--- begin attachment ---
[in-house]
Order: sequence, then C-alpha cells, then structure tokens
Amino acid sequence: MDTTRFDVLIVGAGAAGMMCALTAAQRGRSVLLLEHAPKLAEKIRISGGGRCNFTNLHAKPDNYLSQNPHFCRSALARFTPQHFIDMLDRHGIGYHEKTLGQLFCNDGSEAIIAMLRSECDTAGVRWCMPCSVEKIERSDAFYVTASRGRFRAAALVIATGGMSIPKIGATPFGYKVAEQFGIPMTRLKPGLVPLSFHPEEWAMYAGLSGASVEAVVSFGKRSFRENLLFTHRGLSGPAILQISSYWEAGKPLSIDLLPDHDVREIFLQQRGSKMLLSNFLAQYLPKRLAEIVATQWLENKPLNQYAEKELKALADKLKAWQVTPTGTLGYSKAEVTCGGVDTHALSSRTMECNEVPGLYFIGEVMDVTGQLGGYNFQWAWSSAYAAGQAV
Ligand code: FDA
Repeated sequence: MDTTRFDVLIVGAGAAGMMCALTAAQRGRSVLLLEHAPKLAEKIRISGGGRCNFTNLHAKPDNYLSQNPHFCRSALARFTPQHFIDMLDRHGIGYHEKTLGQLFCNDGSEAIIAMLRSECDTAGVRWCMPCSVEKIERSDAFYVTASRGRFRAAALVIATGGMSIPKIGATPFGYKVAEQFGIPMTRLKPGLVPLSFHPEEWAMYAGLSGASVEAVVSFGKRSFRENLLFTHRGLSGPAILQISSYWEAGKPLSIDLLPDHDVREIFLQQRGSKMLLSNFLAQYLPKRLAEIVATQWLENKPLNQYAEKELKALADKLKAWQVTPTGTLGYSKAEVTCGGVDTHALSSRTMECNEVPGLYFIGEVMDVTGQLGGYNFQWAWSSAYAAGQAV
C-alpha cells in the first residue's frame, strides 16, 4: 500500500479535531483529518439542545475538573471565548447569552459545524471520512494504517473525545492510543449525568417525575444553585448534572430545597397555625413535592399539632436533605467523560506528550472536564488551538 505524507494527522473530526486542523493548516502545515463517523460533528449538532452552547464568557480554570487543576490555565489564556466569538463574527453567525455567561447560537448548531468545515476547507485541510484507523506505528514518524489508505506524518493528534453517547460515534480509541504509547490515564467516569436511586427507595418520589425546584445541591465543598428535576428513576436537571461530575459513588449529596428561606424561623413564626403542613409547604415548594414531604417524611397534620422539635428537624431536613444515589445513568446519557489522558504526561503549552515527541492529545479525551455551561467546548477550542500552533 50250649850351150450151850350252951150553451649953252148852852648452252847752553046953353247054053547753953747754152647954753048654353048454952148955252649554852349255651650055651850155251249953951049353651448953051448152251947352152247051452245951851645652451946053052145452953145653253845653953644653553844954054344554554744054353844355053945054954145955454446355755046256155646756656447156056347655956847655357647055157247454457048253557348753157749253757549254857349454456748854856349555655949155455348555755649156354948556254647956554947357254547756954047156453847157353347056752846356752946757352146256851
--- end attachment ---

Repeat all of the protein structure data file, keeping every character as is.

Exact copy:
[in-house]
Order: sequence, then C-alpha cells, then structure tokens
Amino acid sequence: MDTTRFDVLIVGAGAAGMMCALTAAQRGRSVLLLEHAPKLAEKIRISGGGRCNFTNLHAKPDNYLSQNPHFCRSALARFTPQHFIDMLDRHGIGYHEKTLGQLFCNDGSEAIIAMLRSECDTAGVRWCMPCSVEKIERSDAFYVTASRGRFRAAALVIATGGMSIPKIGATPFGYKVAEQFGIPMTRLKPGLVPLSFHPEEWAMYAGLSGASVEAVVSFGKRSFRENLLFTHRGLSGPAILQISSYWEAGKPLSIDLLPDHDVREIFLQQRGSKMLLSNFLAQYLPKRLAEIVATQWLENKPLNQYAEKELKALADKLKAWQVTPTGTLGYSKAEVTCGGVDTHALSSRTMECNEVPGLYFIGEVMDVTGQLGGYNFQWAWSSAYAAGQAV
Ligand code: FDA
Repeated sequence: MDTTRFDVLIVGAGAAGMMCALTAAQRGRSVLLLEHAPKLAEKIRISGGGRCNFTNLHAKPDNYLSQNPHFCRSALARFTPQHFIDMLDRHGIGYHEKTLGQLFCNDGSEAIIAMLRSECDTAGVRWCMPCSVEKIERSDAFYVTASRGRFRAAALVIATGGMSIPKIGATPFGYKVAEQFGIPMTRLKPGLVPLSFHPEEWAMYAGLSGASVEAVVSFGKRSFRENLLFTHRGLSGPAILQISSYWEAGKPLSIDLLPDHDVREIFLQQRGSKMLLSNFLAQYLPKRLAEIVATQWLENKPLNQYAEKELKALADKLKAWQVTPTGTLGYSKAEVTCGGVDTHALSSRTMECNEVPGLYFIGEVMDVTGQLGGYNFQWAWSSAYAAGQAV
C-alpha cells in the first residue's frame, strides 16, 4: 500500500479535531483529518439542545475538573471565548447569552459545524471520512494504517473525545492510543449525568417525575444553585448534572430545597397555625413535592399539632436533605467523560506528550472536564488551538 505524507494527522473530526486542523493548516502545515463517523460533528449538532452552547464568557480554570487543576490555565489564556466569538463574527453567525455567561447560537448548531468545515476547507485541510484507523506505528514518524489508505506524518493528534453517547460515534480509541504509547490515564467516569436511586427507595418520589425546584445541591465543598428535576428513576436537571461530575459513588449529596428561606424561623413564626403542613409547604415548594414531604417524611397534620422539635428537624431536613444515589445513568446519557489522558504526561503549552515527541492529545479525551455551561467546548477550542500552533 50250649850351150450151850350252951150553451649953252148852852648452252847752553046953353247054053547753953747754152647954753048654353048454952148955252649554852349255651650055651850155251249953951049353651448953051448152251947352152247051452245951851645652451946053052145452953145653253845653953644653553844954054344554554744054353844355053945054954145955454446355755046256155646756656447156056347655956847655357647055157247454457048253557348753157749253757549254857349454456748854856349555655949155455348555755649156354948556254647956554947357254547756954047156453847157353347056752846356752946757352146256851